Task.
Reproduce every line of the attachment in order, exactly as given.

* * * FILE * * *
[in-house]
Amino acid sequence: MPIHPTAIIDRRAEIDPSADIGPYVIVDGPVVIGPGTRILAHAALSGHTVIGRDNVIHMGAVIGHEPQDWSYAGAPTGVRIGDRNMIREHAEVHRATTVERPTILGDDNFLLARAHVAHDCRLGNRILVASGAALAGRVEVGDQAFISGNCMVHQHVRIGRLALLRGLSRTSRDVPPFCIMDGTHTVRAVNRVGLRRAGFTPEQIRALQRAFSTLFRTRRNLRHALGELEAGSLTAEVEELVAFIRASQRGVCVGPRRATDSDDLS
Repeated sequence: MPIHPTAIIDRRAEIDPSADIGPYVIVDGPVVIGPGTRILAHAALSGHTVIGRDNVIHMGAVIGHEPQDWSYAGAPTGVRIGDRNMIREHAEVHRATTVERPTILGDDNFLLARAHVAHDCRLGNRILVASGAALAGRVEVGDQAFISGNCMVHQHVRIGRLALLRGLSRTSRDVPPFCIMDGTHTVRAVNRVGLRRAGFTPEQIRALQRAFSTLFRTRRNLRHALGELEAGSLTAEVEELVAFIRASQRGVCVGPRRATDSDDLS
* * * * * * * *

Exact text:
[in-house]
Amino acid sequence: MPIHPTAIIDRRAEIDPSADIGPYVIVDGPVVIGPGTRILAHAALSGHTVIGRDNVIHMGAVIGHEPQDWSYAGAPTGVRIGDRNMIREHAEVHRATTVERPTILGDDNFLLARAHVAHDCRLGNRILVASGAALAGRVEVGDQAFISGNCMVHQHVRIGRLALLRGLSRTSRDVPPFCIMDGTHTVRAVNRVGLRRAGFTPEQIRALQRAFSTLFRTRRNLRHALGELEAGSLTAEVEELVAFIRASQRGVCVGPRRATDSDDLS
Repeated sequence: MPIHPTAIIDRRAEIDPSADIGPYVIVDGPVVIGPGTRILAHAALSGHTVIGRDNVIHMGAVIGHEPQDWSYAGAPTGVRIGDRNMIREHAEVHRATTVERPTILGDDNFLLARAHVAHDCRLGNRILVASGAALAGRVEVGDQAFISGNCMVHQHVRIGRLALLRGLSRTSRDVPPFCIMDGTHTVRAVNRVGLRRAGFTPEQIRALQRAFSTLFRTRRNLRHALGELEAGSLTAEVEELVAFIRASQRGVCVGPRRATDSDDLS